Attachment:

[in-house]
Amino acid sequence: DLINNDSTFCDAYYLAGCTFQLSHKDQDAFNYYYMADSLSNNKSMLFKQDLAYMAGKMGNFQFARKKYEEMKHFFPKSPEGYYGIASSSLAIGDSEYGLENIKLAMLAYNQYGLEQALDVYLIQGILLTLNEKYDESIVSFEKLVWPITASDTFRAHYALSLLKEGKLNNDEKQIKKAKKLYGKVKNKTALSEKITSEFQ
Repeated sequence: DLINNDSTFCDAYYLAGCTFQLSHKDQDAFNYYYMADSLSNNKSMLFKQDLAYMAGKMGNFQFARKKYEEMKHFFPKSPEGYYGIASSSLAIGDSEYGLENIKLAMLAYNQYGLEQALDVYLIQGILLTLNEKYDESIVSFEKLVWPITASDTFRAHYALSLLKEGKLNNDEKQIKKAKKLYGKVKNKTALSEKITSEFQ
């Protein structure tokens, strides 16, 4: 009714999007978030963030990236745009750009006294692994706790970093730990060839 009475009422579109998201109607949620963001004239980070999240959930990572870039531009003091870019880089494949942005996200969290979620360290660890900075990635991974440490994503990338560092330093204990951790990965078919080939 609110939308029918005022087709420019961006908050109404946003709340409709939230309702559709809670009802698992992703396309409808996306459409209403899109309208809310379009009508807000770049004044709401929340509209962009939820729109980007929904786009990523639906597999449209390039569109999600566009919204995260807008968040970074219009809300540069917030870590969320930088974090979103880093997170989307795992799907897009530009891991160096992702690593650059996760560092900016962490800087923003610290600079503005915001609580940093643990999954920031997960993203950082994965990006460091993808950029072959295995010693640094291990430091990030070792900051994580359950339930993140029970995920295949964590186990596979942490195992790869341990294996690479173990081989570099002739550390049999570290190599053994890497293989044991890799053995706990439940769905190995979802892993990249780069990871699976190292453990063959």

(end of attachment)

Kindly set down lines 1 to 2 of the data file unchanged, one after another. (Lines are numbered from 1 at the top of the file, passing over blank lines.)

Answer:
[in-house]
Amino acid sequence: DLINNDSTFCDAYYLAGCTFQLSHKDQDAFNYYYMADSLSNNKSMLFKQDLAYMAGKMGNFQFARKKYEEMKHFFPKSPEGYYGIASSSLAIGDSEYGLENIKLAMLAYNQYGLEQALDVYLIQGILLTLNEKYDESIVSFEKLVWPITASDTFRAHYALSLLKEGKLNNDEKQIKKAKKLYGKVKNKTALSEKITSEFQ